Rivers in P/Pare facing threat from illegal mining activities

[Bengia Ajum]

DOIMUKH, 12 Jan: Many of the rivers in Papum Pare district are facing a threat from the ever increasing illegal mining activities.

Rampant sand and stone mining, along with establishment of illegal stone crushers in areas like Kimin, Sangdupota, Sagalee and the capital region, have become a big threat to the environment.

Raising concern over the growing number of stone crushers operating illegally in places like Sopo village here, former president of the All Papum Pare District Students’ Union, Nabam Tado has lodged a complaint with the deputy commissioner.

In his letter, Tado alleged that stone crushers are being operated illegally in Sopo village, Doimukh, without licence.

“Unchecked use of huge numbers of crawler excavators, wheeled excavators and dump trucks for extracting minor minerals from the riverbeds of Sopo and Rose villages are going on. This uncontrolled illegal quarrying from the riverbeds has not only endangered the age-old fish species but put the fish species once found in the Pare river on the verge of extinction,” Tado wrote.

The activities also create noise and dust pollution in the village settlement areas, making the environment unhealthy to live in.

“Many landowners whose agricultural lands are located adjacent to the river banks of Sopo and Rose villages have seen their lands washed away every year in different locations during the monsoon season. Illegal mining of river sand and quartzite deplete the natural bed of the rivers and it causes soil erosion and reduces the water retention capacity of the water body, increasing the speed and scale of water flow,” he added.

He also alleged that too many mining licenses have been issued in Papum Pare district, and sought a check on it. “We have seen what is happening in Josimath in Uttarakhand. Rampant destruction of the environment in the name of development can cause lasting damage. The government should check the illegal mining activities in the rivers,” said Tado.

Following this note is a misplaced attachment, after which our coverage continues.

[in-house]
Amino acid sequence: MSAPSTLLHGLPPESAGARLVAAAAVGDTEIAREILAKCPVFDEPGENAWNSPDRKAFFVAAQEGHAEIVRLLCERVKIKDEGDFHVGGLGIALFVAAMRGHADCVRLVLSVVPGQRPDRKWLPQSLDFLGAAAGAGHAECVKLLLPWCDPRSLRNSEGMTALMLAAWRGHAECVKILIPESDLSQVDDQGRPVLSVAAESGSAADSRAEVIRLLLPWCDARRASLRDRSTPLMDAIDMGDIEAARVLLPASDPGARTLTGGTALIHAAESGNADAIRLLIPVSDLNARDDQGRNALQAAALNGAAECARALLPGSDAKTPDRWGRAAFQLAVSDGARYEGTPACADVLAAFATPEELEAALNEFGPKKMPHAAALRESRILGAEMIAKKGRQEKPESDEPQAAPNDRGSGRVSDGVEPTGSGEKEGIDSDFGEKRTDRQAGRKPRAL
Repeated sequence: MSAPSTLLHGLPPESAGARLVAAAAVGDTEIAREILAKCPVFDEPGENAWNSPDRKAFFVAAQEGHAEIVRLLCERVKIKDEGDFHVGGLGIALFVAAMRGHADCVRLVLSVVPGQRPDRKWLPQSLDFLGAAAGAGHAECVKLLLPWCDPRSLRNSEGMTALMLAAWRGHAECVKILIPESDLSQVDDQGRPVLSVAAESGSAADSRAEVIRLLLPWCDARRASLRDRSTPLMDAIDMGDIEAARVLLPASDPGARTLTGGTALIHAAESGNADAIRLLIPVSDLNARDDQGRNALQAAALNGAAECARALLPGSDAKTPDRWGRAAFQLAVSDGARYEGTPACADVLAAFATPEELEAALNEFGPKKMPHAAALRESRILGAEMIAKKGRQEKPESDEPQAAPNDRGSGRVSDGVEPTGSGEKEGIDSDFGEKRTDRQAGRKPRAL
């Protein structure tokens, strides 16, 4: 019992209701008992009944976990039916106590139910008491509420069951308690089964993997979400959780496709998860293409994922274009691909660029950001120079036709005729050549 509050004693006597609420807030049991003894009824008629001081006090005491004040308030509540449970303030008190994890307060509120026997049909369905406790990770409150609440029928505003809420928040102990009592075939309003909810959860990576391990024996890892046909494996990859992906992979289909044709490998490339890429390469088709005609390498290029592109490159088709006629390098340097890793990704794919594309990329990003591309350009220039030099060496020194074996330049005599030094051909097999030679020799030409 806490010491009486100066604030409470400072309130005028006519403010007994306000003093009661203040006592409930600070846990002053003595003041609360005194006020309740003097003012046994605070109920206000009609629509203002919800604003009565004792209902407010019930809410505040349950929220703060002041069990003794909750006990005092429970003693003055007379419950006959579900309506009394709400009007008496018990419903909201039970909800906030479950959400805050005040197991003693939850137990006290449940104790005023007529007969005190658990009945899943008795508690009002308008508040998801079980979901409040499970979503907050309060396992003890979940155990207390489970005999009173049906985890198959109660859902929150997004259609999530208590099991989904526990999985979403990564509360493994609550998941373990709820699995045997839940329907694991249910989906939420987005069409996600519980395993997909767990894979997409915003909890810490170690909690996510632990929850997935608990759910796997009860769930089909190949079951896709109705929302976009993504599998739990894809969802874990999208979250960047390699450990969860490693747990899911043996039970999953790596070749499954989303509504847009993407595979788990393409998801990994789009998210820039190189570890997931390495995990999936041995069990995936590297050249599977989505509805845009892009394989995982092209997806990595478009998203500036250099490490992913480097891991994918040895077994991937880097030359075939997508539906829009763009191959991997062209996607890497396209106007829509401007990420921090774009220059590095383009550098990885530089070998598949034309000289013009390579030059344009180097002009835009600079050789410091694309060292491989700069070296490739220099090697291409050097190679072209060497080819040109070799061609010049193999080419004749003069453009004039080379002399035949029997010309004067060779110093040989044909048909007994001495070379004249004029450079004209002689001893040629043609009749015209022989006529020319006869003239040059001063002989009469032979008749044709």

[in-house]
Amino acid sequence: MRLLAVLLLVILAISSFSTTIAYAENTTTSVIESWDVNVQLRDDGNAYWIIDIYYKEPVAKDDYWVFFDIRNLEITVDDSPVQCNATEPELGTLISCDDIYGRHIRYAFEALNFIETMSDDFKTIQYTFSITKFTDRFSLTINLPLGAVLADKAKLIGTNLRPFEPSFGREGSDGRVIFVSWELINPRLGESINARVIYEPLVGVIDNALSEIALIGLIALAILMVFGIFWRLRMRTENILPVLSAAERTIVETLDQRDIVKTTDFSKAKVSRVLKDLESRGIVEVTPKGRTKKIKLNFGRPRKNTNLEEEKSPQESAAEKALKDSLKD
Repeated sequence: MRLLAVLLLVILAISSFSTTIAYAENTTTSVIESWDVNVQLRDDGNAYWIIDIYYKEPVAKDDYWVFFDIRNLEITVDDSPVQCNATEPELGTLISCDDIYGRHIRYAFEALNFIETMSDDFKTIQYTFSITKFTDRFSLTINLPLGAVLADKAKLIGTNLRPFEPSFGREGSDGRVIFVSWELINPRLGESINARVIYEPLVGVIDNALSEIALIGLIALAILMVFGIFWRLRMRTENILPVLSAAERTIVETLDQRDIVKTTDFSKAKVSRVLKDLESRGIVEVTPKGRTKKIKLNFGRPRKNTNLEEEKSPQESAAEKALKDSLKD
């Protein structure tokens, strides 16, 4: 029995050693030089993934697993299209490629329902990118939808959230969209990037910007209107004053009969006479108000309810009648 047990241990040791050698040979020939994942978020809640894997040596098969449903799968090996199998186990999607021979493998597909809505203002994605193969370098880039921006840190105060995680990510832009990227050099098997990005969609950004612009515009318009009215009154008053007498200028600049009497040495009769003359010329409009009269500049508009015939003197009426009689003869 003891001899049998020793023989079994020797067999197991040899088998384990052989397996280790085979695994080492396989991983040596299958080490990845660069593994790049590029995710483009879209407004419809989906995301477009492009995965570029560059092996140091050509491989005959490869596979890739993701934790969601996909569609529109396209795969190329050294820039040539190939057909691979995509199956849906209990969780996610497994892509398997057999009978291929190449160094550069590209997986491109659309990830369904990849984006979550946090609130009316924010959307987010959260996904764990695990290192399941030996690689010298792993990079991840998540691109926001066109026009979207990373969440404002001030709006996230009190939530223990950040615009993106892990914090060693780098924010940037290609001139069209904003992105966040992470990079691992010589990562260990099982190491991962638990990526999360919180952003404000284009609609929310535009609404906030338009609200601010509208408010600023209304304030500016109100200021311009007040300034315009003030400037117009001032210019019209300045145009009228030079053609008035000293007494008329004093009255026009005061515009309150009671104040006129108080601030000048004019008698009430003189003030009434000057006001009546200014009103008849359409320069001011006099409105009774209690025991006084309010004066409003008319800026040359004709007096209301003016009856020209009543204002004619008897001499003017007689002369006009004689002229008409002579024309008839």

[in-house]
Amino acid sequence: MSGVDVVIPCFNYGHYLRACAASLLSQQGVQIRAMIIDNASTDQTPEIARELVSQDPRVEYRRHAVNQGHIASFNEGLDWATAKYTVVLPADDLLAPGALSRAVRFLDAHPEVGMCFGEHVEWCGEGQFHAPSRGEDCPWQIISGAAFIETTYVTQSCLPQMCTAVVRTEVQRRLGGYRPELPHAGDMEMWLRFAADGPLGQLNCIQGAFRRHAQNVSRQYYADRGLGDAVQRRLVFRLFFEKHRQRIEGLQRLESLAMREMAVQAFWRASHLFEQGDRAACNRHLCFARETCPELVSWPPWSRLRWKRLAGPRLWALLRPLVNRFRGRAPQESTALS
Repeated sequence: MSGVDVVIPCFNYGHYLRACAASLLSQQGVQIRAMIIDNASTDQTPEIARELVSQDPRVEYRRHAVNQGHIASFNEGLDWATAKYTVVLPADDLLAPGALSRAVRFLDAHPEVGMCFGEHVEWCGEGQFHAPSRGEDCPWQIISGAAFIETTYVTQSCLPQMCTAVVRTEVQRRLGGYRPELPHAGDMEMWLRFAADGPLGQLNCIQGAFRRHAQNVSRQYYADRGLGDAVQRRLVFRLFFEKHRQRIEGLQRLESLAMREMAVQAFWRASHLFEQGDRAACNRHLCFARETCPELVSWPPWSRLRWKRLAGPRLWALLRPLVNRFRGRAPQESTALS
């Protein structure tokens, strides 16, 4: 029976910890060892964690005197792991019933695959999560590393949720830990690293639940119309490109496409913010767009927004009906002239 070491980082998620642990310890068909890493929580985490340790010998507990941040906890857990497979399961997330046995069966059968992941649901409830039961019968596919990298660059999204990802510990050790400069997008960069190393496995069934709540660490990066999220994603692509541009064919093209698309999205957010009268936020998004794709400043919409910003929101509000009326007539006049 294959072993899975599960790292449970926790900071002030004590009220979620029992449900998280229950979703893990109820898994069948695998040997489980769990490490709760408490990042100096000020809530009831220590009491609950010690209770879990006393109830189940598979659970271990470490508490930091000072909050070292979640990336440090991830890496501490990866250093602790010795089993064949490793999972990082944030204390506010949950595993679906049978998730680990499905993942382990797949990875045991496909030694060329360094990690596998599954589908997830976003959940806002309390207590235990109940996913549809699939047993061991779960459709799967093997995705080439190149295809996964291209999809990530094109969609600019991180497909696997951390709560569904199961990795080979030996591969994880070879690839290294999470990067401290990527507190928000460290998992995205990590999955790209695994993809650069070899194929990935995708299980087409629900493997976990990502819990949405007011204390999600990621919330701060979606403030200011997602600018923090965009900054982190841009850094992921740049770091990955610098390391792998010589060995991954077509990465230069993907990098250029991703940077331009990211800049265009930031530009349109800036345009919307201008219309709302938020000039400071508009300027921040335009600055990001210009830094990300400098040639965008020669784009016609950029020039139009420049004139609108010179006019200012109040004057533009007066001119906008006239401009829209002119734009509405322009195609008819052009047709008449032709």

He also sought punishment for people operating illegal stone crushers, as per the Arunachal Pradesh Minor Mineral Concession Rules, 2020, the Sustainable Sand Mining Guidelines, 2020, the NGT’s directives, the Forest Conservation Act, 1980, and other environmental laws.

Meanwhile, the Doimukh SDO has directed the officer in charge of the Doimukh police station to check the validity of the licenses held by those operating crusher units/quarries within the Doimukh subdivision jurisdiction, including Gumto circle. He directed that, “if it is found that they are engaged in illegal quarrying/mining, the vehicles and their inventories are to be seized.”

The police have been asked to submit the report of the ground inspection of mining activities in Doimukh subdivision within one week to the SDO.

“Further, OC, PS Doimukh is also directed to check inner line permit of all the labourers engaged in establishment of crusher plants and quarry activities along the river bank of Dikrong and, if found, the defaulters are to be booked under relevant section of law or provisions under the violation of the Bengal Frontier Regulation Act, 1873,” the order read.